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Corporate Governance and Managerial Reform in Japan$
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D. Hugh Whittaker and Simon Deakin

Print publication date: 2009

Print ISBN-13: 9780199563630

Published to Oxford Scholarship Online: February 2010

DOI: 10.1093/acprof:oso/9780199563630.001.0001

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Japan's Conversion to Investor Capitalism *

Japan's Conversion to Investor Capitalism *

Chapter:
(p.134) 5 Japan's Conversion to Investor Capitalism*
Source:
Corporate Governance and Managerial Reform in Japan
Author(s):

Ronald Dore

Publisher:
Oxford University Press
DOI:10.1093/acprof:oso/9780199563630.003.0005

In this chapter, Ronald Dore contrasts the rhetoric about the Japanese corporation's duties to multiple stakeholders, and the absence of proposals to modify the extent to which the law makes shareholders the sole sovereign controller of the fate of companies. Under the “new orthodoxy” it has become difficult to publicly defend practices such as reciprocal shareholding, which shielded companies from hostile takeovers in the past, and strong constraints are applied to the use of new defensive measures. He cites the evolution of the Corporate Value Study Group, and its position on the primacy of shareholder interests, and argues that a strong lever for change has been wish to avoid charges of being heisateki (clannishly exclusive) from the foreign investment community and its Japanese allies. He concludes that, despite some management mutterings, Japan's conversion to shareholder capitalism may be unstoppable.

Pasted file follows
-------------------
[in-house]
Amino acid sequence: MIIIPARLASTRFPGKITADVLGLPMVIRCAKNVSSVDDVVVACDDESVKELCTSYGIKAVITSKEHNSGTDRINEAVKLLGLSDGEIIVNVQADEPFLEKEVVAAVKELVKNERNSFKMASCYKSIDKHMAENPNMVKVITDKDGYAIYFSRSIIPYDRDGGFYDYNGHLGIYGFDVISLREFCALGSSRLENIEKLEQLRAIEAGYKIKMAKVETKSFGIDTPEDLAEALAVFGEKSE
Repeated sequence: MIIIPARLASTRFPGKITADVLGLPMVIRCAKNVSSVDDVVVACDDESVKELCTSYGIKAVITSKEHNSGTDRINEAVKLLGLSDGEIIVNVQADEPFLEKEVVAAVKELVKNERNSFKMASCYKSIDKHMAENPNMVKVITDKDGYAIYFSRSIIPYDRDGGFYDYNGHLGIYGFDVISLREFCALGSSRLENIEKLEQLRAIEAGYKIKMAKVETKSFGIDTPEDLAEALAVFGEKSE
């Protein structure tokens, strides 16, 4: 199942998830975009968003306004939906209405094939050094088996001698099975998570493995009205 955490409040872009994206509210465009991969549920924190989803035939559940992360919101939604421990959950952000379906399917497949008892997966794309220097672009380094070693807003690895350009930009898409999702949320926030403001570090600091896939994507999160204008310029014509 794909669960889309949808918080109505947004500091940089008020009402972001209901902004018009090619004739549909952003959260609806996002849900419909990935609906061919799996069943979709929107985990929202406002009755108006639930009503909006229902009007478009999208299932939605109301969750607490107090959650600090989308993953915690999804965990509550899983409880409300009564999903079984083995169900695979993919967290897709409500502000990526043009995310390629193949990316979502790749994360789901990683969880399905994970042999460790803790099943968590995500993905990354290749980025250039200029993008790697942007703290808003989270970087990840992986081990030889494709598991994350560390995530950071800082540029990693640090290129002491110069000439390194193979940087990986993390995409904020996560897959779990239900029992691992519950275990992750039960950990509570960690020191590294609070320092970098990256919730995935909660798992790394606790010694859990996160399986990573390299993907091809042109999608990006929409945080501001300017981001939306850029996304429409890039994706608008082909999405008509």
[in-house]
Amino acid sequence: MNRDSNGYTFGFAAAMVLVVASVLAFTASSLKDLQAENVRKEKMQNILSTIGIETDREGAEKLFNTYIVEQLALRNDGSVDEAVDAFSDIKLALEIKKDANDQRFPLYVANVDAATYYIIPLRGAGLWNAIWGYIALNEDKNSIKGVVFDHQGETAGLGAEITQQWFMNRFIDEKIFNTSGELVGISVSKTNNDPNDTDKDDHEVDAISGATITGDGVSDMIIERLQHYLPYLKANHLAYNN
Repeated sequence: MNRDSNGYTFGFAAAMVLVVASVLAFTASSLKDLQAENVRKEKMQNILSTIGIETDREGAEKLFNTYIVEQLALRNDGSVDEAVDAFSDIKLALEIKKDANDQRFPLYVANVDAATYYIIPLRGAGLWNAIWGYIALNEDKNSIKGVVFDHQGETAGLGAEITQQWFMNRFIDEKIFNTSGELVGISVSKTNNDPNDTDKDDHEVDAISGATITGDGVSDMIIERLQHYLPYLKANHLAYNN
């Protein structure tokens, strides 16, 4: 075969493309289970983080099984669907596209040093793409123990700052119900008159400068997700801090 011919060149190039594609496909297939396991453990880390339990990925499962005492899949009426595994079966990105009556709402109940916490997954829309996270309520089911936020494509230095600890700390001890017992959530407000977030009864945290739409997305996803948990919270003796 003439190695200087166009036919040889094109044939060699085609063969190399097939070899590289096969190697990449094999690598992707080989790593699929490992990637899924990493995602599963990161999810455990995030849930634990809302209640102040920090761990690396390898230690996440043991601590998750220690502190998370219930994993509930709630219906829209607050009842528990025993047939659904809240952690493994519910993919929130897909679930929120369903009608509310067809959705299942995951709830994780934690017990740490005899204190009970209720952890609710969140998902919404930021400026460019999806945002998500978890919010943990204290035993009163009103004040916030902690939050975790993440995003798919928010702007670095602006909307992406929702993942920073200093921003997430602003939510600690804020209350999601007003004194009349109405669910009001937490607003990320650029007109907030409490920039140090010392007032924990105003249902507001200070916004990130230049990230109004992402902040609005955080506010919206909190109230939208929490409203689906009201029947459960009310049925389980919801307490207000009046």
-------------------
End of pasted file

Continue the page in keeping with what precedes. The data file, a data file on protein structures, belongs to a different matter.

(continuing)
Keywords:   Japan, corporate governance, investor capitalism, shareholder sovereignty, takeovers, corporate value

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